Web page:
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Thread: Platinum Dmax

  1. #11
    Photo Engineer's Avatar
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    Loris;

    After thinking about this, I was wondering if you were aware of a measurement called Goniophotometry. With this measurement, you can examine Dmax and tone scale as a function of viewing angle. You can observe many changes in Dmax or scale just by tilting the measuring angle.

    In another case, you can use a spot meter and a standard viewing method to measure the curve shape of a print of any kind. When you step back to viewing distance, a print with a Dmax of 2.0 can often fall to 1.8 just due to the way the spot meter sees the print and this is related to the reflectance as a function of viewing angle. It is, in simple terms, Goniophotometry.

    A densitometer gives you idealized results, but a spot meter reading a print as you would view it gives a human's eye view. Much of the time, these two results are quite different.

    PE

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    A meter with gonads... (?)

    Quote Originally Posted by Photo Engineer View Post
    Loris;

    After thinking about this, I was wondering if you were aware of a measurement called Goniophotometry. With this measurement, you can examine Dmax and tone scale as a function of viewing angle. ...

    When you step back to viewing distance, a print with a Dmax of 2.0 can often fall to 1.8 just due to the way the spot meter sees the print and this is related to the reflectance as a function of viewing angle. It is, in simple terms, Goniophotometry.

    A densitometer gives you idealized results, but a spot meter reading a print as you would view it gives a human's eye view. Much of the time, these two results are quite different.

    PE
    Does this mean a common 'spot meter' is a type of Goniophotometer?
    and that
    Goniophotometers read "angular" density
    while
    Densitometers reads "diffuse" density
    ?

    Do you have a picture of a Goniophotometer (?)

  3. #13

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    Quote Originally Posted by Photo Engineer View Post
    My own coatings, without overcoats and on Strathmore Smooth only achieve about 1.9.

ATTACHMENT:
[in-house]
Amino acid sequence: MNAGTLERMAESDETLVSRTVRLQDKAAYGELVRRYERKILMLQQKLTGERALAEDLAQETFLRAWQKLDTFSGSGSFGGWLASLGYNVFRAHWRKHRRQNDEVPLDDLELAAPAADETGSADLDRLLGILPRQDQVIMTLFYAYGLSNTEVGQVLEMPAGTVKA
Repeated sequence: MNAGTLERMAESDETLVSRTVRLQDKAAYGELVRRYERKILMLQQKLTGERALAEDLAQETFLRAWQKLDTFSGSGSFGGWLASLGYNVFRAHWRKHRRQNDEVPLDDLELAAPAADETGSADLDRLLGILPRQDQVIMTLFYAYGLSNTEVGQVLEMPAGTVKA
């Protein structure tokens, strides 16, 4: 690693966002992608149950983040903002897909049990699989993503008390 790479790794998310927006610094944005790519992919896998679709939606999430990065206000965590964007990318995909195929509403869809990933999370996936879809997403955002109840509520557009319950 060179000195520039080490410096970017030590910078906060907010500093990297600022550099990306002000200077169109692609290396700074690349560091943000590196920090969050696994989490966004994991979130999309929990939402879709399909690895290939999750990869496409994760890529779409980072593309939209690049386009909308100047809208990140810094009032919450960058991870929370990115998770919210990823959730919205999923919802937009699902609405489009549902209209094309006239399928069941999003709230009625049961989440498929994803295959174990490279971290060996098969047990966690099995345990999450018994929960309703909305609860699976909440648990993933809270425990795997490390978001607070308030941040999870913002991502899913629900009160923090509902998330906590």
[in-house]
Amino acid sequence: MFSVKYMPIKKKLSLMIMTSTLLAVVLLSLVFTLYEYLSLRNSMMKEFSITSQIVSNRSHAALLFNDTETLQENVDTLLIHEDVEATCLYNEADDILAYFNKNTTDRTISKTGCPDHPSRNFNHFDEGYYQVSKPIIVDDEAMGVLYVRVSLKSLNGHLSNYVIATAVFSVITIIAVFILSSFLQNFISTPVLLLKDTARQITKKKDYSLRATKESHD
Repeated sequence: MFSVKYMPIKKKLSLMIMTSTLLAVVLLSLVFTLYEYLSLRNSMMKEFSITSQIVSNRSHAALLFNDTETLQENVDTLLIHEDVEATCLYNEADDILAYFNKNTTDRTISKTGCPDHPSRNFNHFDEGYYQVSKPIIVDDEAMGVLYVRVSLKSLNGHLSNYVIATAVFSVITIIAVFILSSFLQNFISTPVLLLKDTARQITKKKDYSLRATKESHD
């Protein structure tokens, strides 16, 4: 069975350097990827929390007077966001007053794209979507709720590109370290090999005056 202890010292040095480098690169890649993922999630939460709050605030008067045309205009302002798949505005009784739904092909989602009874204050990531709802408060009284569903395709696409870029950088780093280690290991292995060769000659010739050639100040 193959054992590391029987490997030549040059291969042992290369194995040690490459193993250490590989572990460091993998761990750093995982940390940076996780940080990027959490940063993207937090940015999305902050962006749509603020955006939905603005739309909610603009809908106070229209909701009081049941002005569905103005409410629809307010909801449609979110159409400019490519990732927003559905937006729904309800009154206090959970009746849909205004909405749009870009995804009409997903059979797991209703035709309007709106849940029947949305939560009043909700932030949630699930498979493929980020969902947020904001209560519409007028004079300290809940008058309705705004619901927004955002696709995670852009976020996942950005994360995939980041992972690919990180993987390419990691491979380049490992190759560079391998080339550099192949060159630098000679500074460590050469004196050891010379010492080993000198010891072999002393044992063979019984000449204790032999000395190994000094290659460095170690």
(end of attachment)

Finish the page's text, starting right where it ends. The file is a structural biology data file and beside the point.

BTW,
    Which type of meter did you use to get a density of 1.9 with?

    As long as we are on this subject, can you clarify something for me?

    How can having a more reflective base (undercoat)
    and/or
    a more reflective surface (overcoat)
    increase D-Max?

    It would seem that the less light that got reflected... the higher the "density" would be... To me this is anti-intuititive.

    What am I over looking?

  4. #14
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    Yes and no.

    A spot meter can be used as a Goniophotometer if you can vary the angle of light or the angle of view.

    A densitometer can read several types of density but usually at only one angle (or group of angles) according to its design.

    There are some very good articles on Wikipedia on this Ray.

    I used Goniophotometry at one time to examine various tricks that could be played in surface reflection. I had 3 types of surface density as a function of angle, depending on tricks played. One was a rough ellipse, one was a rough circle (this is ideal BTW) and another looked rather like an onion with a pointy tip and a rounded body. It gave very high density when looked at straight down, but low densities off that angle.

    PE

  5. #15
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    Ray;

    I own a Kodak and a TRX densitometer.

    A more reflective undercoat implies a heavier and less penetrable undercoat with more imaging material on top thus giving more internal reflections and thus raising dmax to a point at which it is clipped.

    If the support is too thin or the white material is too thin, then light from the back can reduce Dmax, but if the surface is very impenetrable, then everything is on the surface with strong back lighting which gives (with ultra high gloss) a high dmax, as is seen in some very thin digital papers which are almost translucent but have everything essentially on the surface.

    Hold up a sheet of Endura or CA that has been fixed next to a sheet of almost any digital paper with backlighting and you will see how more translucent the digital paper is.